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Olivia Young is a writer, fact checker, and green living expert passionate about tiny living, climate advocacy, and all things nature. She holds a degree in Journalism from Ohio University.
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- Animal Rights
- Endangered Species
Glass frogs are named for their translucent skin, which helps display their internal organs from underneath (you can even watch their hearts beat). Although there are more than 150 different glass frog species worldwide, scientists have only recently come to understand many of their characteristics and quirks. And due to their tiny size and elusive nature, experts assume there are even more species hiding away, waiting to be discovered.
Here are 10 glass frog facts to help you get familiar with one of nature's most unique amphibians.
- Common Name : Glass frog
- Scientific Name : Centrolenidae
- Average Lifetime in the Wild : Up to 14 years
- IUCN Red List Status : Least Concern to Critically Endangered, depending on species.
- Current Population : Unknown
1. Glass Frogs Are Found Only in South and Central America
Glass frog species live only in the humid montane rainforests and tropical lowland to mid-elevation mountain forests of South and Central America, including Mexico, Belize, Costa Rica, Panama, Colombia, Guatemala, and Honduras.
2. They Spend Most of Their Time in Trees
webguzs / Getty Images
Glass frogs are arboreal, meaning they live primarily in trees and only come down to the ground during mating season. They are most often found near streams and rivers.
3. Glass Frogs Can Jump Long Distances
When faced with predators, glass frogs will use their climbing skills to move further into the safety of dense trees to avoid danger. If that doesn't do the trick, glass frogs will jump more than 10 feet in a single bound.
4. Only Their Undersides Are Translucent
Thorsten Spoerlein / Getty Images
Glass frogs are one of the best examples of animal transparency in nature. The skin on their backs is typically a bright lime green, while their bones, intestines, heart, and other organs are visible through their underbelly. In fact, most glass frog species look much like any other type of tree frog when observed from above.
5. They're Nocturnal
Most species of glass frogs are nocturnal, staying hidden or sleeping under tree leaves and branches during the day near streams and becoming more active at night. Once the sun goes down, glass frogs venture out into the forest to mate and hunt for food.
6. Glass Frogs Are Great at Camouflage
Kevin Schafer / Getty Images
The evolution of their namesake glass-like skin wasn't widely studied until 2020. Scientists found evidence that the frogs' translucency helps them blend in with their surroundings and avoid being spotted by predators. They are less likely to be seen (and thus more likely to survive for longer) than opaque frogs.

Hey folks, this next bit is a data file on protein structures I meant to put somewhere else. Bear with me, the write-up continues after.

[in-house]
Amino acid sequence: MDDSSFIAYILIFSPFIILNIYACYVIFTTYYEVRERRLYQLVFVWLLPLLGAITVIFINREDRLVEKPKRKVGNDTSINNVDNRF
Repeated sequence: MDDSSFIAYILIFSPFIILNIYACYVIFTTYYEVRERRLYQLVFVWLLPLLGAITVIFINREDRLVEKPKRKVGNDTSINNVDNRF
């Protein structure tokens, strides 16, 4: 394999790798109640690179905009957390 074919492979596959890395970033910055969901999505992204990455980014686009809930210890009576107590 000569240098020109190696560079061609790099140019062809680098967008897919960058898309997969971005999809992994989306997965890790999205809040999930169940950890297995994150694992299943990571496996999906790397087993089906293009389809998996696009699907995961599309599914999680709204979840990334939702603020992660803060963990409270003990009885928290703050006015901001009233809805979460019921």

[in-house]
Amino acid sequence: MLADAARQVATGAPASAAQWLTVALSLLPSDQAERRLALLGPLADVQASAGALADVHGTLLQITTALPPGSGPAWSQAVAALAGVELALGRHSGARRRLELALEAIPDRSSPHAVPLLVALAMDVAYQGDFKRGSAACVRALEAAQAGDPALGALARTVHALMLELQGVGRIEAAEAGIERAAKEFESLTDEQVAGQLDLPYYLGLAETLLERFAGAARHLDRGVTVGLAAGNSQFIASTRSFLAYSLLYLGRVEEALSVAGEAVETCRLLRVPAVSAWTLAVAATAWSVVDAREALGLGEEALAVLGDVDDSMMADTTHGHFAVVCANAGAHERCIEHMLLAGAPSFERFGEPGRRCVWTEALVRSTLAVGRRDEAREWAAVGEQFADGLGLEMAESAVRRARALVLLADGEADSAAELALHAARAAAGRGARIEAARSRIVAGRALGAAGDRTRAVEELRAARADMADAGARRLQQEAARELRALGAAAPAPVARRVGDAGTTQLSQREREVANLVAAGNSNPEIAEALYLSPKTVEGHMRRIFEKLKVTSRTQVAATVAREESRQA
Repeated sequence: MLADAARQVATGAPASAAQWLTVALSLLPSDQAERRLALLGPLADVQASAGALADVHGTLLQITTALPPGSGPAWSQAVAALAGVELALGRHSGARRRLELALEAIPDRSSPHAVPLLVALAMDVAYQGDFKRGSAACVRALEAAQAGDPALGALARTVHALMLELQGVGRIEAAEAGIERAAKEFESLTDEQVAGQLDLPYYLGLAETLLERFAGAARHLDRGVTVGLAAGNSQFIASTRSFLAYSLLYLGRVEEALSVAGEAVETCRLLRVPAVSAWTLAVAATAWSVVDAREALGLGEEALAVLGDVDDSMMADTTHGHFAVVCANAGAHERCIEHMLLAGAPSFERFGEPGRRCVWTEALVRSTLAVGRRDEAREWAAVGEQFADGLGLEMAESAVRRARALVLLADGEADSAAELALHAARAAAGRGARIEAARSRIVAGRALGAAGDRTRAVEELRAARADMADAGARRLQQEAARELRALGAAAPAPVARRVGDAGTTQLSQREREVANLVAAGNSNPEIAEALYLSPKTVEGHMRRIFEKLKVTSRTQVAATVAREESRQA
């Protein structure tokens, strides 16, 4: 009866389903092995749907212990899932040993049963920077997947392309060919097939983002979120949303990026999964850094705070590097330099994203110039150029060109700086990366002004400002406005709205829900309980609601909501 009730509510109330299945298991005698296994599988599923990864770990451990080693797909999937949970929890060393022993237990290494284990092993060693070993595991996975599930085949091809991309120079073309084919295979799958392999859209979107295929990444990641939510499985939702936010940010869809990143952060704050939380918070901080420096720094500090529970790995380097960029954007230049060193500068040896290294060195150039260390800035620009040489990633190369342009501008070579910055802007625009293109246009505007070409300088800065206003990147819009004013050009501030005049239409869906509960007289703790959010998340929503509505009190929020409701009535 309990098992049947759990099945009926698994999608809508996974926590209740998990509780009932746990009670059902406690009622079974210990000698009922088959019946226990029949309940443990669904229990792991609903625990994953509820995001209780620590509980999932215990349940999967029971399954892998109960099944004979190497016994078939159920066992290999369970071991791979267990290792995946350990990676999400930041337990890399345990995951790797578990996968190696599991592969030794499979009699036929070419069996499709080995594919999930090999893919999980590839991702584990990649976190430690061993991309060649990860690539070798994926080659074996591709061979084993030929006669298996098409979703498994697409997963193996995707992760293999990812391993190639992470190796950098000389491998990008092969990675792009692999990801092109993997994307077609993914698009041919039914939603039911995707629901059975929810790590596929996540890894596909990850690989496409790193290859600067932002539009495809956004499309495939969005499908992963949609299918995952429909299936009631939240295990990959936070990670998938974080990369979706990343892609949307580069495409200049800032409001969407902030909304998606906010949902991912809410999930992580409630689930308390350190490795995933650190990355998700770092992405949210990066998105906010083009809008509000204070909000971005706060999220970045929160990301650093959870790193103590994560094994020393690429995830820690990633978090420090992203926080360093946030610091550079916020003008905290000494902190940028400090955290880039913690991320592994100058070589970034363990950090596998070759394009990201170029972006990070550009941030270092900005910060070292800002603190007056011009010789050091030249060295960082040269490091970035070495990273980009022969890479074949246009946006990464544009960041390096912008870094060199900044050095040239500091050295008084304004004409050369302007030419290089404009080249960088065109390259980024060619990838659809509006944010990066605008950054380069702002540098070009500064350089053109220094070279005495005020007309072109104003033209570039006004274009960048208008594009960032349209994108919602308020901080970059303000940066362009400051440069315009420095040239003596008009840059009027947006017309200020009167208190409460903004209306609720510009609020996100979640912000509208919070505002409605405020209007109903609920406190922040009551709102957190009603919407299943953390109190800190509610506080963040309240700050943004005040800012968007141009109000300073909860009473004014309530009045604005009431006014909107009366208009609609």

7. They Lay Their Eggs on the Undersides of Leaves
Rather than laying eggs in the water like most types of frogs, glass frogs lay their eggs on the underside of leaves overhanging a stream. After the eggs hatch, the tadpoles fall from the leaf into the water below, where they develop into frogs.
8. Male Glass Frogs Guard Their Eggs Against Predators
KenCanning / Getty Images
Male glass frogs are very territorial and choose to stand guard over their eggs around the clock until they become tadpoles. They often find themselves fighting predators like carnivorous wasps to ensure their eggs reach the next stage of maturity unharmed.
Parental care is rare in other frogs, as only about 10% to 20% of extant species care for young after they're born.
9. Glass Frogs Are Carnivores
Given their lack of teeth and short tongues, you may be surprised to know that glass frogs are indeed carnivores. Their diet consists mainly of small insects like ants, tiny spiders, flies, and crickets. They will even prey on other smaller frogs when the opportunity arises.
10. They Are Mainly Threatened by Deforestation
Glass frogs have plenty of predators, from giant wasps to snakes, but the most significant risk to their existence is the loss of habitat from deforestation. The Central and South American regions where glass frogs live are continuing to decrease as rainforests are cut down to make room for human and agricultural development. In 2021, for example, Mexico lost 186,000 hectares of natural forest.
Glass frogs are generally very small, weighing anywhere from 0.2 to 0.5 ounces. The Hyalinobatrachium fleischmanni, also known as the Fleischmanni's glass frog or northern glass frog, typically doesn't grow much longer than 25 millimeters.
Some species of glass frog are incredibly rare, such as the endangered Bolivian Cochran frog, which has gone more than a decade without being seen since the year 2000. Because of their small size and arboreal nature, glass frogs are also difficult to spot in the wild.
Glass frogs make a high-pitched whistling or chirping sound to ward off predators and attract mates.
Barnett, James, et al. " Imperfect transparency and camouflage in glass frogs ." Proceedings of the National Academy of Sciences , vol. 117, 2020, pp. 12885-12890., doi:10.1073/pnas.1919417117